The ECB’s inflation projections foresee a moderation in inflation from 5.1% in 2022 (7.1% in its “severe” scenario) to 1.9% in 2024. The ECB does not expect stagflation.

However, the ECB’s forecasts appear too optimistic. Commodity prices are skyrocketing due to the Ukrainian war and other developments. Financial markets are banking on oil at $125 a barrel, with the European Union suffering from a collapse in Russian demand. European growth could be below the 2.3% of the ECB’s “severe” scenario. The green energy transition and decarbonization costs will drive prices up even further. the BlackRock Institute Highlights how eliminating Russian gas imports could add 1-1.5% to inflation in Europe and significantly reduce growth.

High inflation imposes a tax on savings. Investment is essential for growth. The “liquidity trap” enunciated by John Maynard Keynes – savings remain liquid since long-term projects yield nothing – leads to a devastating drop in productive investments. It encourages bubbles by diverting savings to real estate and speculative assets. “Zombie companies”, kept alive by subsidized interest rates, reduce global productivity. Real estate bubbles will continue with excessively cheap mortgages. Share buybacks – which put money in shareholders’ pockets but are usually unproductive – continue their ascent: from 267 billion dollars over 12 months at the end of March 2021 to a record of 319 billion dollars at the end of March 2022 in the United States.

An accommodative monetary policy will almost certainly fuel a wage spiral. On the contrary, oil prices tend to rise even more if currencies depreciate: the traditional reaction of oil-exporting countries to depreciations in buyers’ exchange rates.

The increase in interest rates could recreate higher “spreads” on government bonds in the euro zone, to the detriment of the most indebted countries. However, the policy adjustment now creates room to cut rates later, in the event of a recession. The reappearance of spreads in Europe should not take precedence over the decision-making process. The ECB cannot be required to eliminate all traces of interest rate differences in the financial markets. If this were the case, the central bank would have to buy vulnerable securities without limit – which is difficult to reconcile with the Maastricht Treaty.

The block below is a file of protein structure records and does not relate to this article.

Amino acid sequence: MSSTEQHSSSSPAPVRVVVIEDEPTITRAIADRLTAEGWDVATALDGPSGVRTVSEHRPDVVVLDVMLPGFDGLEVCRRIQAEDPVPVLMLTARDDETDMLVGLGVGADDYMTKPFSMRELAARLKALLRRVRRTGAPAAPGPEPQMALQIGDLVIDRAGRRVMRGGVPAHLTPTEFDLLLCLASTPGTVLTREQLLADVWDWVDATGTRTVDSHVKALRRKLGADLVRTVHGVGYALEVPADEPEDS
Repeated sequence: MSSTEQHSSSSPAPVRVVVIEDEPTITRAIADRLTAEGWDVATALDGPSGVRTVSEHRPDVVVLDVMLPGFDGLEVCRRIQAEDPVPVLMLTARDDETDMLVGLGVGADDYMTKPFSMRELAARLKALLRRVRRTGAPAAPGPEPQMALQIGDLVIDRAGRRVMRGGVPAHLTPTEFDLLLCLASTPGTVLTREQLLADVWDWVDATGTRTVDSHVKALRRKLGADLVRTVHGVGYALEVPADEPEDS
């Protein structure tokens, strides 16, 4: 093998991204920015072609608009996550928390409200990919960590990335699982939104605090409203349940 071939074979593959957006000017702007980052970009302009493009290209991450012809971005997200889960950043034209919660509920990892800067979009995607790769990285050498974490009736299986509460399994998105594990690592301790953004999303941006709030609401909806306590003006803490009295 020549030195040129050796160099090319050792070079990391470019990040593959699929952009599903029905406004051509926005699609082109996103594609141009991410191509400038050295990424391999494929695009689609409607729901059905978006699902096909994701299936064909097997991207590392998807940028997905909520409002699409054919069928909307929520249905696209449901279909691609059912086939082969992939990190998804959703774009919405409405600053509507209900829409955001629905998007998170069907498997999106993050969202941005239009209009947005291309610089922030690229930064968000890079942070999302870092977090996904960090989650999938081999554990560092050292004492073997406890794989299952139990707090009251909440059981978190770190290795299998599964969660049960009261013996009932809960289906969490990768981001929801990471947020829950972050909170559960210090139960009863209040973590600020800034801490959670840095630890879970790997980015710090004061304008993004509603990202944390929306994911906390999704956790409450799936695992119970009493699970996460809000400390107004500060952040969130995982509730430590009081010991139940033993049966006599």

High and ever-growing debt and negative real interest rates are far from a “magic wand”. Instead, they represent a fatal trap. History has taught us the social and political cost of such a policy. The best way forward is to reduce excessive public deficits, restore the remuneration of productive investment, encourage work more than redistribution and take strong measures to stop the deadly cycle of decline. Europe benefits from a substantial savings surplus. This money should be used inside and not outside the EU. This requires European savings to be remunerated at least as attractively as in the United States.

The ECB must play its part and act now. Further hesitation creates the risk that the central bank will have to take much tougher action later if and when inflation gets completely out of control. This would deal a fatal blow to the credibility not only of the ECB but also of the entire European construction.

Jacques de Larosière is former Managing Director of the International Monetary Fund, Governor of the Banque de France and President of the European Bank for Reconstruction and Development. This is an edited version of his speech to the CDU’s Economic Council in Berlin on April 27. His latest book ‘In end the reign of financial illusion’ is published by Odile Jacob.